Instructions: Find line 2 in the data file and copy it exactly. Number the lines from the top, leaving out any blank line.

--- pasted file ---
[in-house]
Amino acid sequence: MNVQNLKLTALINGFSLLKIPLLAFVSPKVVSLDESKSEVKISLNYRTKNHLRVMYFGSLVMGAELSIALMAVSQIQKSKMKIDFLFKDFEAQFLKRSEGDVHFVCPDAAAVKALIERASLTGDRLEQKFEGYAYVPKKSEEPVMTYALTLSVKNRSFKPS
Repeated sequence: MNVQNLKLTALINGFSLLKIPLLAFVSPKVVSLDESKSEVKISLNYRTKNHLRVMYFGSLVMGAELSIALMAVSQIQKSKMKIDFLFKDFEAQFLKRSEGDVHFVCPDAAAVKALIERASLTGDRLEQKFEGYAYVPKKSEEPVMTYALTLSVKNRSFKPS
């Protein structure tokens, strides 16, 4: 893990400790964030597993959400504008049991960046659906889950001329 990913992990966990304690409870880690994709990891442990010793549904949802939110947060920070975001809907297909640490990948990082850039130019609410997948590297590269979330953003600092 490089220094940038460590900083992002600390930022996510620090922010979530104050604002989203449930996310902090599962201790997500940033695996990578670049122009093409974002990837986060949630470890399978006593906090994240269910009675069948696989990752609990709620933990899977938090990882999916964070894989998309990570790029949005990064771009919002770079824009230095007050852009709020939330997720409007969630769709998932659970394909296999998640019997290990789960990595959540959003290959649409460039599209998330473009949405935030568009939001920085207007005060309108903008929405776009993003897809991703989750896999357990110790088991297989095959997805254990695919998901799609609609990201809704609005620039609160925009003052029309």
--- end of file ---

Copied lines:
Amino acid sequence: MNVQNLKLTALINGFSLLKIPLLAFVSPKVVSLDESKSEVKISLNYRTKNHLRVMYFGSLVMGAELSIALMAVSQIQKSKMKIDFLFKDFEAQFLKRSEGDVHFVCPDAAAVKALIERASLTGDRLEQKFEGYAYVPKKSEEPVMTYALTLSVKNRSFKPS